Vaping health risks raise alarm about educating younger generations

When Sophia Thomas, DNP, FNP, PNP, FAANP, recently saw a 16-year-old patient suffering from a chronic cough, she immediately considered the possibility that vaping could be the source of the problem.

Sophia Thomas, FNP

Thomas, who works at a Daughters of Charity Health Center in New Orleans, knew the parent in the room might not be aware — or pleased — that the teen was using e-cigarettes, so Thomas took the patient aside to broach the subject. The teen was, in fact, vaping, and Thomas took the opportunity to explain the vaping health risks.

“I think many nurses, doctors and parents underestimate how many people are using e-cigarettes,” said Thomas, who is also president of the American Association of Nurse Practitioners.

According to the 2018 National Youth Tobacco Survey, more than 20% of high school students reported they had used an e-cigarette within the past 30 days. This was nearly double the percentage from 2017, and the increase may be due in part to the flash drive-like e-cigarettes popular among youth, according to the study authors.

Vaping health risks include lung injury

The negative health consequences of using these products has surfaced in recent months, with the Centers for Disease Control and Prevention reporting a total of more than 2,000 cases of e-cigarette, or vaping, product use associated lung injury, or EVALI, and 39 confirmed deaths as of Nov. 2, 2019. For perspective, as of Oct. 28, 2019, the number of lung injury cases was 1,479 and the number of confirmed deaths was 33.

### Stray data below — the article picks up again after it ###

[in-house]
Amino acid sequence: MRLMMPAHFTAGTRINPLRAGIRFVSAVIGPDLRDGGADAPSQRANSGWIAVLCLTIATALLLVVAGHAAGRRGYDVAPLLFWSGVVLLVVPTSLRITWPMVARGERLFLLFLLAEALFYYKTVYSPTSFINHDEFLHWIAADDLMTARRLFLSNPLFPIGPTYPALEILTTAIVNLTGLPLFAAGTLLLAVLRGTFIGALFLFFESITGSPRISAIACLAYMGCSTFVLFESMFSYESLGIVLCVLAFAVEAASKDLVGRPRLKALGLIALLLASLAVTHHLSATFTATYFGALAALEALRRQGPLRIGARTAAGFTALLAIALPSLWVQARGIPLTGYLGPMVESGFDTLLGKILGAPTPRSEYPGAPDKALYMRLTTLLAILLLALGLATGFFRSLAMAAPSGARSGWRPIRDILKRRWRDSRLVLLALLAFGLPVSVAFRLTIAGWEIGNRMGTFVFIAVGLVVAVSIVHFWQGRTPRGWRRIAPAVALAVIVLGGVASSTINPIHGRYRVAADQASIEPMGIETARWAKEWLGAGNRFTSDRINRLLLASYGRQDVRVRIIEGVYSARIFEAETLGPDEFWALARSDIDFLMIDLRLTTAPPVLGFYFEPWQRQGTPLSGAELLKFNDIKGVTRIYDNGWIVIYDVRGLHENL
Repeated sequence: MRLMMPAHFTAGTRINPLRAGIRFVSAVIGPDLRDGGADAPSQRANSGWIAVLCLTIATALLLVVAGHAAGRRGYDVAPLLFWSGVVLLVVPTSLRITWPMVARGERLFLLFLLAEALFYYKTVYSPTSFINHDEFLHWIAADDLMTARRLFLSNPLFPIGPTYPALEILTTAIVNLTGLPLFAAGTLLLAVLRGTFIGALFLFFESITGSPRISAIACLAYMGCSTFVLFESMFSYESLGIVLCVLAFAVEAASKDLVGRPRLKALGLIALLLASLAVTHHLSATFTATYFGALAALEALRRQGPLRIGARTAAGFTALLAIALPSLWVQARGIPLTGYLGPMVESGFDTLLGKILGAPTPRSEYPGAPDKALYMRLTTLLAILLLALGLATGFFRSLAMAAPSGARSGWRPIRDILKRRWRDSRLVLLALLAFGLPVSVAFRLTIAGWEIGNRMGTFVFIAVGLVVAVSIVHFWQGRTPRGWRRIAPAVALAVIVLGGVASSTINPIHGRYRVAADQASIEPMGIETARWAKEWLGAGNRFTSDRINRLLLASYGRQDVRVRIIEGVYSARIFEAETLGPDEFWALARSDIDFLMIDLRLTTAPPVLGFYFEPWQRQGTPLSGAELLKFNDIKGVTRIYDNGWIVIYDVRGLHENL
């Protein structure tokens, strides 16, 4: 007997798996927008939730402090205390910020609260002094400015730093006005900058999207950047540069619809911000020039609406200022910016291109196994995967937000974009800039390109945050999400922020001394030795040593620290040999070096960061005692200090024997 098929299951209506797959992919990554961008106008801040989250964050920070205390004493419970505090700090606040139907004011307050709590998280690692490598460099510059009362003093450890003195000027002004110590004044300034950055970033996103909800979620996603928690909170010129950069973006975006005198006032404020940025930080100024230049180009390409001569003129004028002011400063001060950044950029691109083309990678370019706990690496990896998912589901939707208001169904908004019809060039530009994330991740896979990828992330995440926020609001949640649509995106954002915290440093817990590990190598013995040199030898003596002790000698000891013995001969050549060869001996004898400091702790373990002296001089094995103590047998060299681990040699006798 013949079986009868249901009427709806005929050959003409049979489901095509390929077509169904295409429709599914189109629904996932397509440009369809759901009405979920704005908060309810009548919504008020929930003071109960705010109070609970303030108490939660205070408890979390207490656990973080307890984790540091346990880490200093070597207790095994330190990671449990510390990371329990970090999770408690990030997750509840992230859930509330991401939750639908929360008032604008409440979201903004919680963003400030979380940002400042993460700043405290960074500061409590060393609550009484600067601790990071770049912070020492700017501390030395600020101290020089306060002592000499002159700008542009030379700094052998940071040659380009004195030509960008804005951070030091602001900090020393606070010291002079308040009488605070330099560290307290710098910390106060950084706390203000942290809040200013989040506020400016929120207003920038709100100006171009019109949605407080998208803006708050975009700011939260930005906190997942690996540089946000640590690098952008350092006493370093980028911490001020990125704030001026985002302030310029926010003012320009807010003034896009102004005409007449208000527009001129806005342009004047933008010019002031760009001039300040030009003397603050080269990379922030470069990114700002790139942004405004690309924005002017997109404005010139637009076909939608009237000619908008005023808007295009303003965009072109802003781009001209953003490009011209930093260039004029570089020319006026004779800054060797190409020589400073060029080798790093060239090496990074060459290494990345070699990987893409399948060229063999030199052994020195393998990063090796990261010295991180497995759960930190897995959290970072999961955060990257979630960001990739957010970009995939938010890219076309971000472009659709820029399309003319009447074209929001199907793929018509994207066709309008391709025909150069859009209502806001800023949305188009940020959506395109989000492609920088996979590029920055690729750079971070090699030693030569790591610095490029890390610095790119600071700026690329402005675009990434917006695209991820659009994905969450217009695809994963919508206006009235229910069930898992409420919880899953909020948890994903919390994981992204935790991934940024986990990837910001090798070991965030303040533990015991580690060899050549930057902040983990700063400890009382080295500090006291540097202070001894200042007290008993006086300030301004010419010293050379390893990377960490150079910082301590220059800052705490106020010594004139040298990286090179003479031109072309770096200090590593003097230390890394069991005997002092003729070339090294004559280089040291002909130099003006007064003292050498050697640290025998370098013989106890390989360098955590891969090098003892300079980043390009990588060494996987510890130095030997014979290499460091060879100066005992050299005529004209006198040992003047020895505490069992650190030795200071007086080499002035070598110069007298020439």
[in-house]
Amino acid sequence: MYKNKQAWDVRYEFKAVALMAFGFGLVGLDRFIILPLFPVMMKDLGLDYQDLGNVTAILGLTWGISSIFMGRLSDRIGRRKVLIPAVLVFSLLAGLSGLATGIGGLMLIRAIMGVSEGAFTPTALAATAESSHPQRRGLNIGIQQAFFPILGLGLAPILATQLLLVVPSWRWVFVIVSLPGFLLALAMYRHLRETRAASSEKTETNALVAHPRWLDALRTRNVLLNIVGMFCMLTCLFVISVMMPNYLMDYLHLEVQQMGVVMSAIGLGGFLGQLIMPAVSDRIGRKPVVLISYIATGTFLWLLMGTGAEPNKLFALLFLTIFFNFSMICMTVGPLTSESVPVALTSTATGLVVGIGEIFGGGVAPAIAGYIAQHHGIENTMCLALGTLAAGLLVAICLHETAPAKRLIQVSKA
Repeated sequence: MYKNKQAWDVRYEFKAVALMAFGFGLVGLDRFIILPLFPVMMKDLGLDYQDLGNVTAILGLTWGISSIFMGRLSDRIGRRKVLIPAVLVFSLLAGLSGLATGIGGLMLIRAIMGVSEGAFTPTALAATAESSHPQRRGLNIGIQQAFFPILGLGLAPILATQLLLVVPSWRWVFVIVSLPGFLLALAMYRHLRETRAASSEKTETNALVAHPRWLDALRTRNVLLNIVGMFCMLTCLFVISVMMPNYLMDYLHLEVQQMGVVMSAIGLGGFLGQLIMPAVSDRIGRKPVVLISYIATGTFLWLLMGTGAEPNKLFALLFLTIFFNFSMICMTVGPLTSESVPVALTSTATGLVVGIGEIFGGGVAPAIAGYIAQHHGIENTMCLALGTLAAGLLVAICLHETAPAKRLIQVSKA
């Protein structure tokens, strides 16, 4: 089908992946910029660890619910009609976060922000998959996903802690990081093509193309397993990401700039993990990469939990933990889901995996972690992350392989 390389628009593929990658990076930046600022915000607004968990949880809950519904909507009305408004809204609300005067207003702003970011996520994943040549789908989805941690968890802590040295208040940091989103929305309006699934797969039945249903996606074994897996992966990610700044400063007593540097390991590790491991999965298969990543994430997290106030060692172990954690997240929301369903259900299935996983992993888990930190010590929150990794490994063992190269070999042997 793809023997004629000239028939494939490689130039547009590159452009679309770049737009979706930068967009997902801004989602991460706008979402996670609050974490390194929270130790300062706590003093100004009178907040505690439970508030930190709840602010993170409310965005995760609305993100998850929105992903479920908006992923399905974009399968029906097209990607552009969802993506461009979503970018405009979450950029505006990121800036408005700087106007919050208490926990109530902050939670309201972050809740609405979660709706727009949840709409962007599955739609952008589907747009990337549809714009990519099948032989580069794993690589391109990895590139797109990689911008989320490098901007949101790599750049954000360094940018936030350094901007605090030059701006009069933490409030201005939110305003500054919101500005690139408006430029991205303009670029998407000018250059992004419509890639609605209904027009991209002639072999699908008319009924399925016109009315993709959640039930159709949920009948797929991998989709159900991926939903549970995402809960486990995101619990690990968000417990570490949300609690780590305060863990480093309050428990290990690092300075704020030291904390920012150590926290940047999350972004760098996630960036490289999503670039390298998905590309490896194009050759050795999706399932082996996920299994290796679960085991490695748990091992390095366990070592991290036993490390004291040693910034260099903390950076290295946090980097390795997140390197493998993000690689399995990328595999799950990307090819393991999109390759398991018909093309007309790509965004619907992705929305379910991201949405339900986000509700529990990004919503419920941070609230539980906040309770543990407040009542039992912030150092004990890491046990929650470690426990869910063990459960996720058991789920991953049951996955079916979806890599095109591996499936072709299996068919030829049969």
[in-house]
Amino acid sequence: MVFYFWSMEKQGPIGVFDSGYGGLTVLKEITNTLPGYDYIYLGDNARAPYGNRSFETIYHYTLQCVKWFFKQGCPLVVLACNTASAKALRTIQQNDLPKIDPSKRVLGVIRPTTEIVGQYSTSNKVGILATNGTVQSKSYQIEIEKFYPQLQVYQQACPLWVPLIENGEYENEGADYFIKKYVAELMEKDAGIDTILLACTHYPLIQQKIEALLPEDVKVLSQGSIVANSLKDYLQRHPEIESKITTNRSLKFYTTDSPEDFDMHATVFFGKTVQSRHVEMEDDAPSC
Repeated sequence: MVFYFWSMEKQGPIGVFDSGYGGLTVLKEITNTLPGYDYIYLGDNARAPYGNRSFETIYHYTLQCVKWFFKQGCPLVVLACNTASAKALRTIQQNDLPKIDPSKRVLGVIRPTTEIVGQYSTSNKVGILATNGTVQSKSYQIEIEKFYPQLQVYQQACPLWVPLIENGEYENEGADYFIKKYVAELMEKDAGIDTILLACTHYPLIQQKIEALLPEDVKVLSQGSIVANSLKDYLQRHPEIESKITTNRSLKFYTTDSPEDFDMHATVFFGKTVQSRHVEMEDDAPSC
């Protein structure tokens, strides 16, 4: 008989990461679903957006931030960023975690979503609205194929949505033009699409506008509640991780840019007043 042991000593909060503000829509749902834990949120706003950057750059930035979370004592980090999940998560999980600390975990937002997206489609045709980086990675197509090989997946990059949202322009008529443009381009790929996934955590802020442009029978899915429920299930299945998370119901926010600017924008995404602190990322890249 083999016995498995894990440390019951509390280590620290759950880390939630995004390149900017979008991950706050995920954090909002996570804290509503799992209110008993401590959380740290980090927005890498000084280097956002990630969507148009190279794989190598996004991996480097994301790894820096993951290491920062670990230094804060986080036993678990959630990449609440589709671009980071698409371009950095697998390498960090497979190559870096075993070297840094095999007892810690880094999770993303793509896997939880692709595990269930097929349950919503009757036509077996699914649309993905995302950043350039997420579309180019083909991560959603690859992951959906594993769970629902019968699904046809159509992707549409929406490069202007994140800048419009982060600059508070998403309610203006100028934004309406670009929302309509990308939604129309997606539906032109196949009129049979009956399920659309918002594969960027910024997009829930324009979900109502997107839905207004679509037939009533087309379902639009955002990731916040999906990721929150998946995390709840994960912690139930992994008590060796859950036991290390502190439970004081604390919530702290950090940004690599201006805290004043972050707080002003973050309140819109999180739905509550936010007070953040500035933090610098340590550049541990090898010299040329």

More than half of the patients with lung injury were 24 years old or younger.

Statistics like these highlight the importance of educating both patients and larger communities about vaping health risks, said Jenny Prochnow, DNP, MBA, RN, a nurse who has led presentations about this topic at schools, police agencies and healthcare organizations for the past several years.

Prochnow, an associate professor in the graduate nursing program at Winona State University in Minnesota, was motivated to increase awareness about the dangers of this trend when she discovered many providers didn’t have answers to the questions parents were asking about e-cigarettes.

One of the most common public misconceptions is that vaping products are safe, said Prochnow, yet they contain cancer-causing chemicals, heavy metals such as lead and nickel and ultrafine particles that can be inhaled deep into the lungs, according to the CDC.

Most e-cigarettes also contain nicotine, which can harm parts of the brain that control attention, learning, mood and impulse control in the developing adolescent brain, according to the CDC.

“I talk to teen patients about the fact that brain development continues into the mid-20s, and nicotine is highly addictive,” Thomas said. “It can increase the risk of using cigarettes in the future.”

vaping health risks - Pamela McGee, FNP-BC

Pamela McGee, FNP-BC

Although the CDC is still investigating the causes of vaping health risks, many of the …read more

Read full article here: